Chemical, pharmaceutical, and biotechnology companies and inventors spend countless number of hours and a lot of money to come up with a drug for curing killer diseases like cancer or diabetes or a new catalyst that will speed up a chemical reaction towards making a wonder plastic. They protect their inventions by securing a patent.
For one reason or another, the patent owner may not be ready to make or sell the patented invention. The patent owner, for example, University or individual inventor, may be thinking of licensing the invention to another who can market the invention, and collect royalty payments rather than undertake efforts to secure financing necessary to bring their works to market themselves. However, much to the patent owner’s surprise and anger, it may notice an infringer illegally making and selling the invention. Can the patent owner go and automatically get an order to halt the infringer’s operations? The answer may be surprising. The courts are not always sympathetic to the patent owner.
In the recently decided fight between internet giant eBay and smaller company Mercexchange, who owned a patent for doing business on the web, Justice Clarence Thomas, speaking for the United States Supreme Court, ruled that the patent owner, besides showing that the patent has been violated, must prove that a number of things are lining up in its favor before it can stop the infringer from copying the patented invention. This is a dramatic departure from the earlier lower court ruling that, except in rare situations, a court should automatically issue an order to halt the infringer’s operations if the patent owner proved that his valid patent is unlawfully copied.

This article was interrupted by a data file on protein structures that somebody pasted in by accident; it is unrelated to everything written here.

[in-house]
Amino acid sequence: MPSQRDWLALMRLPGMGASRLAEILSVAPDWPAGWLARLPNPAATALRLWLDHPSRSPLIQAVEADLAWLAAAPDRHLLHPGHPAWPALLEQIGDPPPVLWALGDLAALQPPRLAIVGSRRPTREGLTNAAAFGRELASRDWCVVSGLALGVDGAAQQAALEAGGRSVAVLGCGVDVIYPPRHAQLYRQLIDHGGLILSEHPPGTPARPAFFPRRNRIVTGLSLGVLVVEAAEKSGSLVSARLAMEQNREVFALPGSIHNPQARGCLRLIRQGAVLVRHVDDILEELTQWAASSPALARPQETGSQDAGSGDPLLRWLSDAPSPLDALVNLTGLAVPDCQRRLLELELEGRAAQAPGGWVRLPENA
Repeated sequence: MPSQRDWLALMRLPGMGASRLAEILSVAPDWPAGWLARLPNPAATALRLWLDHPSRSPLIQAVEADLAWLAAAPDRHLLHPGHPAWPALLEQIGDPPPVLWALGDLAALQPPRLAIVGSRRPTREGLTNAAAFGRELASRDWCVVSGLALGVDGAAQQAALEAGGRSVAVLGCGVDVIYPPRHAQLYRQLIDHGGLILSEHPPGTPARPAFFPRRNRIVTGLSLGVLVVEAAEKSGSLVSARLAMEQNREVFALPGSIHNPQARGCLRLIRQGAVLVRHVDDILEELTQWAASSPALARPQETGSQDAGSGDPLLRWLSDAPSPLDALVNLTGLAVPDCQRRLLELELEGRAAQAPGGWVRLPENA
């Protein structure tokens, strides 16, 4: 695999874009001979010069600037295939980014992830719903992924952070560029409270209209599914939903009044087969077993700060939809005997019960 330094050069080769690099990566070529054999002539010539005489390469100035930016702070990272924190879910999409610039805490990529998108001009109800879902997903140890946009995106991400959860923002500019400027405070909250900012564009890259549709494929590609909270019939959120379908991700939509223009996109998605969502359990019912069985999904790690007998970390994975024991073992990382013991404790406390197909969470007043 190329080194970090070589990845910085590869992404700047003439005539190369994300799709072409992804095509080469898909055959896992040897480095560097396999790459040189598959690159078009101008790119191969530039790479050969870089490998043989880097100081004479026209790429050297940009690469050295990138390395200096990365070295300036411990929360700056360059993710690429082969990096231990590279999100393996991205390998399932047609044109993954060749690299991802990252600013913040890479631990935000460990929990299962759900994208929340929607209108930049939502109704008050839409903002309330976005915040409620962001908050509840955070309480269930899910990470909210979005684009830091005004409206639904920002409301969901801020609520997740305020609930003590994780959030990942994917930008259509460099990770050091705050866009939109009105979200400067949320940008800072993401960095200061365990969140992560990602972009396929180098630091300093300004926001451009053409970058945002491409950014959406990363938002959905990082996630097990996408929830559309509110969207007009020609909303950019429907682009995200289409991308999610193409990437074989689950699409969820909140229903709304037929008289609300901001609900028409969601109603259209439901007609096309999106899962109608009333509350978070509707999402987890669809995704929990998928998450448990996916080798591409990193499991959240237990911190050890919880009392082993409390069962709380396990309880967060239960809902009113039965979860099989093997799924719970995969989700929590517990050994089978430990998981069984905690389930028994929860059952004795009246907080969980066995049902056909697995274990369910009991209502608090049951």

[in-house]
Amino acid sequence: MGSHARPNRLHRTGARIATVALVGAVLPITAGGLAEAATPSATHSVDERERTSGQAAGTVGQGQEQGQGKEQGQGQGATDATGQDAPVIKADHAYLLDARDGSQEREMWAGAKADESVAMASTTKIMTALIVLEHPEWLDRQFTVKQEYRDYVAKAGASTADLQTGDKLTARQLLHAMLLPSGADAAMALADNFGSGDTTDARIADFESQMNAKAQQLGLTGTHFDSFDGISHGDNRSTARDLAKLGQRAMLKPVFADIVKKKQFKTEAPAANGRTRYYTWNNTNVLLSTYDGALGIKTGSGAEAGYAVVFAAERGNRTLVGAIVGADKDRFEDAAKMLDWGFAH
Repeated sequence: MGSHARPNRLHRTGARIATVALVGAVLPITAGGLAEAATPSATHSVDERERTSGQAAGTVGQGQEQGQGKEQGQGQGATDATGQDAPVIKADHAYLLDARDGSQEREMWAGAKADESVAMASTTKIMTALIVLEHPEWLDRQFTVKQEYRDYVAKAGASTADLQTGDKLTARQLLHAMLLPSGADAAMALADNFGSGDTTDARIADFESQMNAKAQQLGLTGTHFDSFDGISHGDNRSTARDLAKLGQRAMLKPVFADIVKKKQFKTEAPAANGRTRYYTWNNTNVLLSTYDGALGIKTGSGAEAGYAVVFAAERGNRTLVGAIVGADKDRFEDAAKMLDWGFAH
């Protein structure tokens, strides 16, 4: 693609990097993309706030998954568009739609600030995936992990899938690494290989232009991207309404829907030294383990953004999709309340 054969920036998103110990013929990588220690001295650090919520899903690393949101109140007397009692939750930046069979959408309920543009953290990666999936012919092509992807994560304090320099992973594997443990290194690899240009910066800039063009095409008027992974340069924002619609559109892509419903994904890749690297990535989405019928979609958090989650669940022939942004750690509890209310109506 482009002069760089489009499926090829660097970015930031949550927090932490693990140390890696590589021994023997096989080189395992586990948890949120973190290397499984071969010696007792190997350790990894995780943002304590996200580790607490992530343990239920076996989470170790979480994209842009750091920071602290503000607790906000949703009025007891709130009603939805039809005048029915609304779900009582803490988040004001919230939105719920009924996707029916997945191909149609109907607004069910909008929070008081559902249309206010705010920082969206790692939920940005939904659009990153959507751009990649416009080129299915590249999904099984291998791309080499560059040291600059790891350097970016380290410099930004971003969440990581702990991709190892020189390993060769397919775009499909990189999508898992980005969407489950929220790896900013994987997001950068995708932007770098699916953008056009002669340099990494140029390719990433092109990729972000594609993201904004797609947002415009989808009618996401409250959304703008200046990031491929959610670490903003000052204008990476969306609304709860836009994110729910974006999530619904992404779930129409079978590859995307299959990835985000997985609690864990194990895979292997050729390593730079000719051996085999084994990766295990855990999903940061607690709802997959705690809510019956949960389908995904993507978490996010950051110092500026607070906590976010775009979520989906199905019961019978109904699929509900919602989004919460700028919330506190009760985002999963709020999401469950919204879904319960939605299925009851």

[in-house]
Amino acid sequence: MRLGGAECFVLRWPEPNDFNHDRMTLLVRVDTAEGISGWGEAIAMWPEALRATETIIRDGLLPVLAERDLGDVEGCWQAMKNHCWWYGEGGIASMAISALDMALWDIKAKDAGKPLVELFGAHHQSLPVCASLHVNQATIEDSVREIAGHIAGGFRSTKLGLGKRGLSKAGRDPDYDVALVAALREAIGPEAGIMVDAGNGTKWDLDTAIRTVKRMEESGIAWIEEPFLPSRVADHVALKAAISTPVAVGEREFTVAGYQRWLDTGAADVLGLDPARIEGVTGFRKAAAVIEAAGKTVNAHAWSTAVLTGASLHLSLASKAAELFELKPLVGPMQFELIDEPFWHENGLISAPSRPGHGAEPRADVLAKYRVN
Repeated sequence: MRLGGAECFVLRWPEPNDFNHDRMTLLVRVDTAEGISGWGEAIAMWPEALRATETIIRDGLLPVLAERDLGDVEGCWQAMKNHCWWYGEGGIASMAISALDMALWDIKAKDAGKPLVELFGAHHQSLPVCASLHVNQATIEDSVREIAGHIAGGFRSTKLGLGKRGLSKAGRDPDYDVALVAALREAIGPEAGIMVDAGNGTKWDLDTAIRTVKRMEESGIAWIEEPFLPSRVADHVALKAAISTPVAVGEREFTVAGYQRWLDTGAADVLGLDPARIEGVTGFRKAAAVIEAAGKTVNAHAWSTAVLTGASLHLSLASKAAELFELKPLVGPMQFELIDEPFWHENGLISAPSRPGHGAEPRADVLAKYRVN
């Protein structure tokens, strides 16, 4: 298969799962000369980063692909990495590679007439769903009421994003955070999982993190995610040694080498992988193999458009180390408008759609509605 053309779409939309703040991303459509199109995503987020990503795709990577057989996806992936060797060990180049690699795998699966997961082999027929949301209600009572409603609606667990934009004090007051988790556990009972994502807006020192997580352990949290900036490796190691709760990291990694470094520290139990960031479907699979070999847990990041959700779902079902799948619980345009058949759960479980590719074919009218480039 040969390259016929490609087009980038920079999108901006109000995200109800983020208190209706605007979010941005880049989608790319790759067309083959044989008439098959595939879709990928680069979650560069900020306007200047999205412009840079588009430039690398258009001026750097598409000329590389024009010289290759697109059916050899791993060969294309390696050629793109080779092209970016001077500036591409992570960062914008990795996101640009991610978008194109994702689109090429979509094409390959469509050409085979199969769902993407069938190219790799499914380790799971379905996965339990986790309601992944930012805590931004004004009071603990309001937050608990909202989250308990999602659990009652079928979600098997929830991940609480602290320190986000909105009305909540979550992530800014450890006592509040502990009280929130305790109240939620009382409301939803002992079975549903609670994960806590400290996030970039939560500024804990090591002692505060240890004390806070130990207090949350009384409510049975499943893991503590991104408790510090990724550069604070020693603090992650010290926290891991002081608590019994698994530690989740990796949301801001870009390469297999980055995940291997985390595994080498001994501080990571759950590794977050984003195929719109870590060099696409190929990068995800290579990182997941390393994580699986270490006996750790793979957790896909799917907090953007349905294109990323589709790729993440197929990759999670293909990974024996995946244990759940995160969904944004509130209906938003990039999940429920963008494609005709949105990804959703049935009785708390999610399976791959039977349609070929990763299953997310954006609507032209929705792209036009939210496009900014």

To succeed in halting the operations of the infringer, the Supreme Court indicated that the patent owner must show that it has suffered beyond repair by the actions of the infringer; that there is no other remedy, such as money, than stopping the infringer; how its hardship outweighs the hardship of the infringer; and that public interest would not be harmed by halting the infringer. This is commonly called the “four-factor test”.
In proving that the forces are working in the patent owner’s favor, as required by the Supreme Court, one of the questions that would come up is how strong the patent is – i.e., can it survive an attack on its validity. In the words of Justice Anthony Kennedy, writing on the eBay case, “the potential vagueness and suspect validity of … the patents may affect the calculus under the four-factor test.”
Securing a strong patent is not trivial. It is important that patent is filed promptly. For example, if the patent is filed long after the invention was published in a magazine or displayed as a poster, its validity or vitality comes into question. Or the patent may have been filed promptly but the patent may have been drafted the patent such that the patent does not cover the invention adequately. To succeed in stopping the infringer, or to obtain a sizable royalty or settlement from the infringer, it is essential that the patent is strong and robust.